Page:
If, like me, you are a little afraid of the aisles in the center of supermarkets, where the boxed foods are, you will find your apprehension validated in Salt Sugar Fat: How the Food Giants Hooked Us. In a blistering, extensive examination of the food industry in the US, the author shows how it exploits our natural tastes for salt, sugar, and fat to concoct products that are entirely unhealthy, and sell well. This is no conspiracy theory. After all, the food giants are not exactly forcing us to buy Pepperoni & Three Cheese Calzone Hot Pockets (I certainly would never consider it), but they find it convenient to pile on the sugar in kids’ cereals while removing the word sugar from their names, to hire the best chemical engineers to mix pyrophosphates and orthophosphates (don’t wince: it’s Jello!), and to deftly customize salt flakes to match the food they will adorn (thank you, Cargill). All that while the executives of said companies follow healthy diets and exercise regimens.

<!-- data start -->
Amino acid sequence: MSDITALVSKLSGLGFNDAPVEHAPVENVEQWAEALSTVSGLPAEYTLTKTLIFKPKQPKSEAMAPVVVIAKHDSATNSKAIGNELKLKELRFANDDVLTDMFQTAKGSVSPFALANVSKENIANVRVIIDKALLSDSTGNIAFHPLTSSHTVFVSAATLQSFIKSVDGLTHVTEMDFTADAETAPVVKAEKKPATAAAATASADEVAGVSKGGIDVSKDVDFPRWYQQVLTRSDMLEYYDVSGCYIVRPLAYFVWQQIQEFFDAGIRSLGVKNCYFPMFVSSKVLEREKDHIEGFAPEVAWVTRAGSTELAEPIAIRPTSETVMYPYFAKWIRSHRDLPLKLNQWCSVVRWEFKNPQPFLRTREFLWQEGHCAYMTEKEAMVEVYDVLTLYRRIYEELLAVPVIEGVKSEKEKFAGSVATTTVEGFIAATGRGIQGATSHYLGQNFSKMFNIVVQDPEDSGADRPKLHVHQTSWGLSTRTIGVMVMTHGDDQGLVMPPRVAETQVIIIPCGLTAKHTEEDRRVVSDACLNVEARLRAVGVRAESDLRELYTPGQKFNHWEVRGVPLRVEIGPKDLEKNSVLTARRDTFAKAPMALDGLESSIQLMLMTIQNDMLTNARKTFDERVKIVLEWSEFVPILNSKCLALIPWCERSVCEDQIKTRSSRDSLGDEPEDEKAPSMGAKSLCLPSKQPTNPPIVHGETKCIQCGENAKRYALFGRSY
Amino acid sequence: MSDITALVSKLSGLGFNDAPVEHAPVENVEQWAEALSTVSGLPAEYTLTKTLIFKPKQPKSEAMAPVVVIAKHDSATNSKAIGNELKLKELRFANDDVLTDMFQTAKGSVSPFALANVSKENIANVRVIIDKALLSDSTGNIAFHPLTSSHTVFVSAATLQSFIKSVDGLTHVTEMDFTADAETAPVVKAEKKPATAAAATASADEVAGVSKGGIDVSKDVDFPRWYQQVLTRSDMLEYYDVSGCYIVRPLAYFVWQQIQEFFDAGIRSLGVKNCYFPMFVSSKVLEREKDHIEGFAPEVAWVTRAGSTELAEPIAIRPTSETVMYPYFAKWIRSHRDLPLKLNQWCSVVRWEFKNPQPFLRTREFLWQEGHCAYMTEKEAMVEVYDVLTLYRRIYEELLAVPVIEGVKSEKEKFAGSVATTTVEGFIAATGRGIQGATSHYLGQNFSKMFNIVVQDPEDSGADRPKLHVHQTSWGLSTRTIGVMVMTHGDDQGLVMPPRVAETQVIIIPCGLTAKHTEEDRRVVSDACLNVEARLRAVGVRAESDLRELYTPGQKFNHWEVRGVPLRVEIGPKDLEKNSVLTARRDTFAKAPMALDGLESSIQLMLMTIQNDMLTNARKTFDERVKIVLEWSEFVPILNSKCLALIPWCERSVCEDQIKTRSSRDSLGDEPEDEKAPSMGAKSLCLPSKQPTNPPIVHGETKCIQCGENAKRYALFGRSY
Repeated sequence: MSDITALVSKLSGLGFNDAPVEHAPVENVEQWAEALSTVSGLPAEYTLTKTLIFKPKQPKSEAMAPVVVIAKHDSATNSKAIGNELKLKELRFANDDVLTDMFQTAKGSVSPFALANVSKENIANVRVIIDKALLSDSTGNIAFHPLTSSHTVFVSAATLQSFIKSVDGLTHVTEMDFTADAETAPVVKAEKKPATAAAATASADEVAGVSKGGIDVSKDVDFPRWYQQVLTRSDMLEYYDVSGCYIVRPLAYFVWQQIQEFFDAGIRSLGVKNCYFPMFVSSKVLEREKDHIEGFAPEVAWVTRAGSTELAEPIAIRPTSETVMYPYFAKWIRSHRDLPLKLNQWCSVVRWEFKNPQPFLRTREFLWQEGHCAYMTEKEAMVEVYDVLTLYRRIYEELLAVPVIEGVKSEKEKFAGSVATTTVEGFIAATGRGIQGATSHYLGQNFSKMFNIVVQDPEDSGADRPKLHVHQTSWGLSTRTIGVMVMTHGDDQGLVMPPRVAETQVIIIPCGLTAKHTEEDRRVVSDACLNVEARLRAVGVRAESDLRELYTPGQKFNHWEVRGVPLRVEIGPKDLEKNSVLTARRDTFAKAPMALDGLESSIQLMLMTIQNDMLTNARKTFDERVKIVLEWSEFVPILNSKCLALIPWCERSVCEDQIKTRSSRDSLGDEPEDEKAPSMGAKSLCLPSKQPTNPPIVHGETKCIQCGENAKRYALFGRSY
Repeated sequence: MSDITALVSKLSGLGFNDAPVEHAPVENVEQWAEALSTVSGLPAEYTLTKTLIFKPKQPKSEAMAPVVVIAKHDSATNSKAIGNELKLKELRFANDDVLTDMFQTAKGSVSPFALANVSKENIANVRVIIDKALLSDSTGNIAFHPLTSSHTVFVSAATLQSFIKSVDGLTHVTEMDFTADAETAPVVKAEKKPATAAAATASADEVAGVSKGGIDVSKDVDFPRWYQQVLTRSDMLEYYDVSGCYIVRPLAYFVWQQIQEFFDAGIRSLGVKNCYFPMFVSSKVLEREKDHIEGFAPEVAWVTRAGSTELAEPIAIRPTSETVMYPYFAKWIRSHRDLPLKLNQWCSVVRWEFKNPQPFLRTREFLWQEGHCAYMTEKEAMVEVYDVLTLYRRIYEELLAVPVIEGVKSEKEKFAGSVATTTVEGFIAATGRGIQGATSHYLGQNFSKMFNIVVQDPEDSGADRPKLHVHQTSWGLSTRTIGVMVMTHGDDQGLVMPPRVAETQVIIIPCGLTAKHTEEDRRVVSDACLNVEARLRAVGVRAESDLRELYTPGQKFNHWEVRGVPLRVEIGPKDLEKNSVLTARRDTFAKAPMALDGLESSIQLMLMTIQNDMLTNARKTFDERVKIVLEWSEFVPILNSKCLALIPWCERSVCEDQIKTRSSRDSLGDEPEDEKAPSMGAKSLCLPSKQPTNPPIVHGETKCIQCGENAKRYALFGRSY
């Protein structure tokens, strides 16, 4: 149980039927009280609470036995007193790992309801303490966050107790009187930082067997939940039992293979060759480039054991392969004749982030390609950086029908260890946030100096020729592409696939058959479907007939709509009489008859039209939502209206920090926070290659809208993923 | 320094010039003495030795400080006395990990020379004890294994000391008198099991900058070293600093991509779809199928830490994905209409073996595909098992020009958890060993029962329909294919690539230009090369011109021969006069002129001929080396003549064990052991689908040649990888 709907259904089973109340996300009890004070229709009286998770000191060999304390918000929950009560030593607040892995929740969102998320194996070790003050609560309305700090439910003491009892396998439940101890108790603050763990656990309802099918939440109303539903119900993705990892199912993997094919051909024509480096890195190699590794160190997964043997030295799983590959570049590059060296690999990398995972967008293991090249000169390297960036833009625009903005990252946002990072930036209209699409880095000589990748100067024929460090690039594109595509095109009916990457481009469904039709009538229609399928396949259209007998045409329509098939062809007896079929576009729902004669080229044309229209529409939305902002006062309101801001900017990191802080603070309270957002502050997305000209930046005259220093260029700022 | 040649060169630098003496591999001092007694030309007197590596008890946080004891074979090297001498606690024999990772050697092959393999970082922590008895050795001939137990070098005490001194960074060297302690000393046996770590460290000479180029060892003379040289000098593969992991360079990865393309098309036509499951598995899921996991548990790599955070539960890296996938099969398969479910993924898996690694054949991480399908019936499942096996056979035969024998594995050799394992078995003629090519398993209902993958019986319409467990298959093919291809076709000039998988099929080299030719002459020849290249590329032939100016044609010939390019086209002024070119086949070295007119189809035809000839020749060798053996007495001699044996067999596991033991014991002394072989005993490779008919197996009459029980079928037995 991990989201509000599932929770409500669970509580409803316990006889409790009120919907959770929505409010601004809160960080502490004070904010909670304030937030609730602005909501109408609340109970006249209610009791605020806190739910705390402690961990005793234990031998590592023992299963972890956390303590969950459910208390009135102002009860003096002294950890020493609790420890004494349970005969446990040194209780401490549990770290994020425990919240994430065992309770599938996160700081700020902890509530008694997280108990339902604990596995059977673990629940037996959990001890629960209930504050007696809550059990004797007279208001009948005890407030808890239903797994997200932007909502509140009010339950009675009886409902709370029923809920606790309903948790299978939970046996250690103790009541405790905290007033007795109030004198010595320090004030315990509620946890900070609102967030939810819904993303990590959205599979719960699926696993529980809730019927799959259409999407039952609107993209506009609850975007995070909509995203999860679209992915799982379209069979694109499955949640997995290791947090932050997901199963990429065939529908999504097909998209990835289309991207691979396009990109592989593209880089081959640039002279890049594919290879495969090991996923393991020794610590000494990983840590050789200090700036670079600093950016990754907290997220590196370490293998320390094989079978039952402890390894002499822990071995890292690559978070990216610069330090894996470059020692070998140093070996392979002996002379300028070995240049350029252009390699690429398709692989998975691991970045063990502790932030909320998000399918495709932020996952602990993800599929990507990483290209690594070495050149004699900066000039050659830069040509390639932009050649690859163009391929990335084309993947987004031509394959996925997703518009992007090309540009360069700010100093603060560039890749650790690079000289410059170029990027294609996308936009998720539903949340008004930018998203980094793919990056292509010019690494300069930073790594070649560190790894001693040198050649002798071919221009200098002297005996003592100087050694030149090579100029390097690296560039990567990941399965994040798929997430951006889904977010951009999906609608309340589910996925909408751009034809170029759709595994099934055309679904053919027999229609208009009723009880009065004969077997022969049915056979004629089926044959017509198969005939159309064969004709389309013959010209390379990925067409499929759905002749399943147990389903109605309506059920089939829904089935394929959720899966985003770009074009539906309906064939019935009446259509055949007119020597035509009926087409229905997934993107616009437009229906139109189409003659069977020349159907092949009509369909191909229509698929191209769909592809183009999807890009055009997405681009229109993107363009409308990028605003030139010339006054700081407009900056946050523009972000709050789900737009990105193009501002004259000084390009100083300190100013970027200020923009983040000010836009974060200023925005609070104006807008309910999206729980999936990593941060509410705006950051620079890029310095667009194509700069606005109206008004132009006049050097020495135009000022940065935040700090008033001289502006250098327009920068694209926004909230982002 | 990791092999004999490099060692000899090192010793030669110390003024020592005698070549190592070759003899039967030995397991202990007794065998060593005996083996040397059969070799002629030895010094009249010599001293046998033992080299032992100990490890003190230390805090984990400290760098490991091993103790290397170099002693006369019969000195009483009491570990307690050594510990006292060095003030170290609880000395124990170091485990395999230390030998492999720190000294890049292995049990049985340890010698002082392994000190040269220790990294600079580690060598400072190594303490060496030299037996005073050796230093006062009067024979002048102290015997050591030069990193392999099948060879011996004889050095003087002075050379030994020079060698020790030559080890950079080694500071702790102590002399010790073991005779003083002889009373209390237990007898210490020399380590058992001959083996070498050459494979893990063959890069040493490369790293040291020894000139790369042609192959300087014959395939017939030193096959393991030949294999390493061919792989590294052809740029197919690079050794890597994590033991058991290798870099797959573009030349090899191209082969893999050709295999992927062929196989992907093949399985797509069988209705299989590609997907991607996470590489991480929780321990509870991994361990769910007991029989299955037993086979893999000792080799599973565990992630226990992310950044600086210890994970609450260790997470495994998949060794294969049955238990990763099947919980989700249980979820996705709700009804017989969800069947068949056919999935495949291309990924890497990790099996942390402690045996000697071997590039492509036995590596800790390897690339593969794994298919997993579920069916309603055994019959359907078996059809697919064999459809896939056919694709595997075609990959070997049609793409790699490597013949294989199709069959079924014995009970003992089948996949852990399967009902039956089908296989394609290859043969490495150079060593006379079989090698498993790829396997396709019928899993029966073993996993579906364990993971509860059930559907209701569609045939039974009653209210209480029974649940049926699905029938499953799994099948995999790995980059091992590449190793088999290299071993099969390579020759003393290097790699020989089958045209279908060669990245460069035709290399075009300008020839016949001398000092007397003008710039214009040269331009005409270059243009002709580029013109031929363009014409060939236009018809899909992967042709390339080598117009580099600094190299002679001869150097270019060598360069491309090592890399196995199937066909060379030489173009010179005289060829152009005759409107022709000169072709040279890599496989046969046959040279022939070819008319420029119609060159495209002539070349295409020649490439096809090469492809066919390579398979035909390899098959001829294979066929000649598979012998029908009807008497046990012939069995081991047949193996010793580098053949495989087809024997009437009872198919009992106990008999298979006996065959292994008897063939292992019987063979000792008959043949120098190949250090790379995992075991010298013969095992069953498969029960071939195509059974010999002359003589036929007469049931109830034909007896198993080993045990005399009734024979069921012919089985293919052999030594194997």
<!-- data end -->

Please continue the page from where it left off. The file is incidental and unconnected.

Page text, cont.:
Perhaps the euphemistically called health classes forced upon high school students could review the effects of high-fructose corn syrup or the differences between food and treats?
Meanwhile, stay away from the center aisles!